In such an arrangement, the carols become, first and foremost, a kind of a critical echo responding to the words of traditional carols sung without thought or reflection. To the increasingly enclosed community which relies on hearth and home and which domesticated carols to such a degree that they lost any meaning, offering their sense and mood in reversed form. Instead of joy—they bring pensiveness and sadness, instead of a quick rhythm and ceremonial phrases—a worried and disquieted slowness. The echo is unwanted and unnoticed. But it has to be heard by all those who wish to listen to the songs and remember that they reverberate here and now, in the world that we have built for ourselves. The critical aspect of this effort is to remind that the minor key is present in every nativity story and that it also demands mentioning injustice. The injustice of the past (described in the Gospel) of which we no longer wish to remember and the injustice of the present, which we do not wish to notice.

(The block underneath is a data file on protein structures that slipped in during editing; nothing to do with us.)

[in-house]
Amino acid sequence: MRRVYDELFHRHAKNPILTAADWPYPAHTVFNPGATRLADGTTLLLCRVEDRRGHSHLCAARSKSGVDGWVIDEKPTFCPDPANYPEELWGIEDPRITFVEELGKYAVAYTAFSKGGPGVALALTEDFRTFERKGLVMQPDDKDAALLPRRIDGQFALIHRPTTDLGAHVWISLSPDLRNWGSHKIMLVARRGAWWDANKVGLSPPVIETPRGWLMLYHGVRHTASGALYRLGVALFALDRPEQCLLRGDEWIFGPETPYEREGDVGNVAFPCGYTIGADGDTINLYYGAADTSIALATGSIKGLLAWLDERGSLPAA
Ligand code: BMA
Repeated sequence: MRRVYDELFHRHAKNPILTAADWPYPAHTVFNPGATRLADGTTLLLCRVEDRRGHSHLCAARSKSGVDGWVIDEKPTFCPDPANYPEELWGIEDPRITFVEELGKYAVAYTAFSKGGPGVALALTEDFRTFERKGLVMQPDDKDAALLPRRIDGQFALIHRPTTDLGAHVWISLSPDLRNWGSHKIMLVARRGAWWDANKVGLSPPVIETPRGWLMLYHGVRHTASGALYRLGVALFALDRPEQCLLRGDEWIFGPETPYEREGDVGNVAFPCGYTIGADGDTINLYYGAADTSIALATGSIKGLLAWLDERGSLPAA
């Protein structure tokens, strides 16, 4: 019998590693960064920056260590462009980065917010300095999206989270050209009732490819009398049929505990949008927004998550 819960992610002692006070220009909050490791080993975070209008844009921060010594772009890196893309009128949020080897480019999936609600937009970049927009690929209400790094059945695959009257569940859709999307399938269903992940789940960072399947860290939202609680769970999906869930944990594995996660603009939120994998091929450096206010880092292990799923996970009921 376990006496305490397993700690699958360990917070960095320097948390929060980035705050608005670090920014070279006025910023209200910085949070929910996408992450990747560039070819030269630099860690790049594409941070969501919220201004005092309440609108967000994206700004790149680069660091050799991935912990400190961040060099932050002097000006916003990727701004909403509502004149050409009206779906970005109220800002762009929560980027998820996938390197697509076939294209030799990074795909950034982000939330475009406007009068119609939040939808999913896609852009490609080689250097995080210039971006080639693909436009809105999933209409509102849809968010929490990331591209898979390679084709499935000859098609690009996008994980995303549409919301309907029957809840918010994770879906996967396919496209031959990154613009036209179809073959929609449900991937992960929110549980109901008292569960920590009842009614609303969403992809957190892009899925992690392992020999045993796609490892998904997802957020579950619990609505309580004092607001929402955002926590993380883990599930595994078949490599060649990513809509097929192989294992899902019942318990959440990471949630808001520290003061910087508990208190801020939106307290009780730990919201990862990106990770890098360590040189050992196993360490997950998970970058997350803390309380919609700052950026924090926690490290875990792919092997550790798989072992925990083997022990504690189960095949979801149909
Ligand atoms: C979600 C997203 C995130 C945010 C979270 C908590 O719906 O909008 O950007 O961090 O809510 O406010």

In these simple arrangements, when a sole voice is accompanied by isolated instruments—the harpsichord, piano, keyboard—the songs becomes more and more similar to a silent complaint. The voice breaks, slowly moves from sound to sound, the language no longer communicates legible messages. According to Gershom Scholem, a representative of the Jewish culture, another culture that is at the same time present and absent in Poland, a complaint is an expression of an absolute limit in the language. The language, no longer able to communicate, express anything positive, dies a tragic death right before our eyes. Singing carols in such an incomprehensible dialect is supposed to evoke this very kind of a dramatic effect of otherness, which causes the songs to become completely opaque and suffused with inexpressible sadness or resignation. They almost come to a stop, fade away in the increasingly slow-paced and melancholic phrasing.